The pound slipped to a two-year nadir as news that Moody's Investor service became the first ratings agency to downgrade the UK from its triple A score since 1978. Domestic and foreign-currency government bond ratings have had their scored lowered to an AA1, though the outlook on these ratings remains stable.
In a statement the ratings agency cited the UK's weak medium-term growth prospects as the main reason behind the downgrade, though the high and rising debt burden was also mentioned. “The continuing weakness in the UK's medium-term growth outlook, with a period of sluggish growth which Moody's now expects will extend into the second half of the decade,” read the statement. “And, as a consequence of the UK's high and rising debt burden, a deterioration in the shock-absorption capacity of the government's balance sheet, which is unlikely to reverse before 2016.”
However, Moody's was keen to emphasise the country's creditworthiness remained high at AA1, “because of the country's significant credit strengths,” according to the statement. “These include a highly competitive, well-diversified economy; a strong track record of fiscal consolidation and a robust institutional structure; and a favourable debt structure, with supportive domestic demand for government debt, the longest average maturity structure of 15 years among all highly rated sovereigns globally and the resulting reduced interest rate risk on UK debt.”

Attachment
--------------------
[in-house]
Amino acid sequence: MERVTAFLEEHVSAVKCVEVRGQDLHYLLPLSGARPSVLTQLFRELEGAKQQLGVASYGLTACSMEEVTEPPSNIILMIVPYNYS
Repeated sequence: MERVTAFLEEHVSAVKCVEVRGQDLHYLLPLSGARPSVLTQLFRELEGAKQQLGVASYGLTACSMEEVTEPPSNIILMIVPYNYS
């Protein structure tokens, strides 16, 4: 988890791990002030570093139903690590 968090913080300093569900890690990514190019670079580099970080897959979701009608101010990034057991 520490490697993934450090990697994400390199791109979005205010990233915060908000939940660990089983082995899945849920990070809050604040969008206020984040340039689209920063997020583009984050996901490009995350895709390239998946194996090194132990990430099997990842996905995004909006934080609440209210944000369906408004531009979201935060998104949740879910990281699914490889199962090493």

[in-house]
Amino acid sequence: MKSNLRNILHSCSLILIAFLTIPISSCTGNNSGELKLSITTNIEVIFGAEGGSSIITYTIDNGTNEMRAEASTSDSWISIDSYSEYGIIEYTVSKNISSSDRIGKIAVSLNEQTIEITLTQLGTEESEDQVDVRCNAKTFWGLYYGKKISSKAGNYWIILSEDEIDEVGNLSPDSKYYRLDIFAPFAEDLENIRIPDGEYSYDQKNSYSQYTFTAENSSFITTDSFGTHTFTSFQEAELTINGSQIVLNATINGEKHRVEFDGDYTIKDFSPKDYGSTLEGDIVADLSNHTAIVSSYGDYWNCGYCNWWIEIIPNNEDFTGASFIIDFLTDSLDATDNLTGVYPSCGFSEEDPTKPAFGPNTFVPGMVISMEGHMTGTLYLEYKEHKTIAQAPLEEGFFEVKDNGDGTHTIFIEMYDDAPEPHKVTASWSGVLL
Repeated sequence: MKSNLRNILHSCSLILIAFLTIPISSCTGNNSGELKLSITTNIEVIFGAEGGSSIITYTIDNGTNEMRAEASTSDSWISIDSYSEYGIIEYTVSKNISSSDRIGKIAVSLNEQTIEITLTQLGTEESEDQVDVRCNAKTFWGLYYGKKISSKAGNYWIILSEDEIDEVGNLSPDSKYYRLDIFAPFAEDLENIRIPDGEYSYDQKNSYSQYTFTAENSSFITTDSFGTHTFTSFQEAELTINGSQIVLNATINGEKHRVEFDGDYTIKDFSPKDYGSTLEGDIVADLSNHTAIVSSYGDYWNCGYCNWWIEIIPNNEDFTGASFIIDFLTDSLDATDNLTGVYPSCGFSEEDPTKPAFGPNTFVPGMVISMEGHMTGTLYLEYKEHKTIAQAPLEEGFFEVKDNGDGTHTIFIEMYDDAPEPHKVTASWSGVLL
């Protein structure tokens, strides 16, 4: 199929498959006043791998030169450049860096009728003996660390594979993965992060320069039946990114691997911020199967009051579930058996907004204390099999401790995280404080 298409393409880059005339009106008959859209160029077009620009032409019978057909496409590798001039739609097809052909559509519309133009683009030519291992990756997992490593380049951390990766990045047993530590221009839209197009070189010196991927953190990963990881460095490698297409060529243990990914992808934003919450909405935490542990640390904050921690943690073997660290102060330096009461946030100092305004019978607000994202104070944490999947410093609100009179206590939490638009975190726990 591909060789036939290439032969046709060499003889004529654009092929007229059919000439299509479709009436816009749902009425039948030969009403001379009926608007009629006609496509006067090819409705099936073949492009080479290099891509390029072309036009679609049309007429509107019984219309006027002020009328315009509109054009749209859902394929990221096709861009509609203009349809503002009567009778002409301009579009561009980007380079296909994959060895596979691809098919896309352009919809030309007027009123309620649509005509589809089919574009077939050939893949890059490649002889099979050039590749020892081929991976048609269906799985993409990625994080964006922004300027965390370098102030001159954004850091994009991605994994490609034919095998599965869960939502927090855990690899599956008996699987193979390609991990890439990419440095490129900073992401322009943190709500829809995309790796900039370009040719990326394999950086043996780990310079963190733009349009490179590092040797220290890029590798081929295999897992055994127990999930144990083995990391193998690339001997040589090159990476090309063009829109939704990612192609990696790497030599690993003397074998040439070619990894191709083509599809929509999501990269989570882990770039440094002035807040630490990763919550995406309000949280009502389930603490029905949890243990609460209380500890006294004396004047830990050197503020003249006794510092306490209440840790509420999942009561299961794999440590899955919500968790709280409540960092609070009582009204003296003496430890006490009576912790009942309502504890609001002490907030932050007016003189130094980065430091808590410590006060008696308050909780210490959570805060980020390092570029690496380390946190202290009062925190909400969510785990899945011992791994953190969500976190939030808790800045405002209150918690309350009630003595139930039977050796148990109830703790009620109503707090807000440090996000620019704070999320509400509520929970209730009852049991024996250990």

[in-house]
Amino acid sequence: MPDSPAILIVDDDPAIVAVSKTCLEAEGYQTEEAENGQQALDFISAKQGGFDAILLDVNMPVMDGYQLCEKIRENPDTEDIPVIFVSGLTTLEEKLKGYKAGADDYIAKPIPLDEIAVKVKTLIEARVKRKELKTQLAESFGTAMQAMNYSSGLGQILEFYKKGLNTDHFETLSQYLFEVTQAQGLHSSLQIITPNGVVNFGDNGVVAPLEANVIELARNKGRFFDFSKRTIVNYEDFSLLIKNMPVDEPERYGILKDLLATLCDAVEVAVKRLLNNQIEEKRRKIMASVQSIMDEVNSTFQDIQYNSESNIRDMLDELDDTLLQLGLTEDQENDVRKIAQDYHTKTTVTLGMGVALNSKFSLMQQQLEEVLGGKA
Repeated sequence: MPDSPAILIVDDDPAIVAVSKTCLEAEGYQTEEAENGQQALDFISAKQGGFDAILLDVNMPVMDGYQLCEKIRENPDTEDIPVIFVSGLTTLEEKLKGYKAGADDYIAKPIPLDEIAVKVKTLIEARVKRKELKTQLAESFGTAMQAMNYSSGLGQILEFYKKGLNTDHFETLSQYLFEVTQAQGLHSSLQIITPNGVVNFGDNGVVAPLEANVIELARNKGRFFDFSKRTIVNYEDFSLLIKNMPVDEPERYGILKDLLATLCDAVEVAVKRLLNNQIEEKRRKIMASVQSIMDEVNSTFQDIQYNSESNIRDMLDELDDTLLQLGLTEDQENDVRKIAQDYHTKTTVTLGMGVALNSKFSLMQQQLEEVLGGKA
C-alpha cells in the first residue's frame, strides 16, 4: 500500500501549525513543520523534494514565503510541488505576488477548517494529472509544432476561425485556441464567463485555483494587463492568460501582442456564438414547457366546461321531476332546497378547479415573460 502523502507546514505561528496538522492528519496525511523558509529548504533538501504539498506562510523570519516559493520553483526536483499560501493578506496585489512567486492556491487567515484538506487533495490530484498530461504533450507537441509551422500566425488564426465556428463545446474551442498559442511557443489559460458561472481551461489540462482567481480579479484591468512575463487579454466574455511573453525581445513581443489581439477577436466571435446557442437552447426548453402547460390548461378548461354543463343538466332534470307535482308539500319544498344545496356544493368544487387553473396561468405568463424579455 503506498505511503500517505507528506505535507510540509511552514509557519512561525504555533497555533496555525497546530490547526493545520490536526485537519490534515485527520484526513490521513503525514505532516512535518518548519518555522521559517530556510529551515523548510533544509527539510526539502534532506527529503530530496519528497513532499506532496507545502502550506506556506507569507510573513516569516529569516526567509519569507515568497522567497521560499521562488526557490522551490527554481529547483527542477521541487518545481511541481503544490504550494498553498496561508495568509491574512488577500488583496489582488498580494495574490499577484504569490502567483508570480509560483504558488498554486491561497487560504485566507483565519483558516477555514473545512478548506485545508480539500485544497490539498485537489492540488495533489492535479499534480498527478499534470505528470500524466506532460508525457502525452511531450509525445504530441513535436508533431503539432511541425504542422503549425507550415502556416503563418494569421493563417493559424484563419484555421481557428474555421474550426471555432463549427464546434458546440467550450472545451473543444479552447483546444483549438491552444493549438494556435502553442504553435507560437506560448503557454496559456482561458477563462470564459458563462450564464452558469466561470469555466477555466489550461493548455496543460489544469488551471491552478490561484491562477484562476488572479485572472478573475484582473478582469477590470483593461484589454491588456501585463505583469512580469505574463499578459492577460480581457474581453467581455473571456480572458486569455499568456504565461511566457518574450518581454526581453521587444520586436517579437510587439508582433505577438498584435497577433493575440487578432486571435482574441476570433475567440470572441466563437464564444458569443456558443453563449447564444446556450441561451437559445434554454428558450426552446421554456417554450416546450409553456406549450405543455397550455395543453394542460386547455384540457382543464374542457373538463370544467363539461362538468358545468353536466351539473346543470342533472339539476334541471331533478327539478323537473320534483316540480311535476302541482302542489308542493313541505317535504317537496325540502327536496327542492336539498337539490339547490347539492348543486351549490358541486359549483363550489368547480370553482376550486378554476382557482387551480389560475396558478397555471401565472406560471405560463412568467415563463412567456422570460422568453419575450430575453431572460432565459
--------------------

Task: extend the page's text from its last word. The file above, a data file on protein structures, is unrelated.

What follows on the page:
In the wake of the announcement the sterling dropped to its lowest level since the summer of 2010, against the dollar, but stabilised soon afterwards. Analysts have suggested that a weaker pound might be beneficial for the British economy as exports will become more competitive, though inflation is likely to increase as a result of the weak currency.
The British Chancellor George Osborne has tried to remain positive about the downgrade, referring to It as a “stark reminder of the debt problems facing our country.
“Far from weakening our resolve to deliver our economic recovery plan, this decision redoubles it,” he said. “We will go on delivering the plan that has cut the deficit by a quarter.”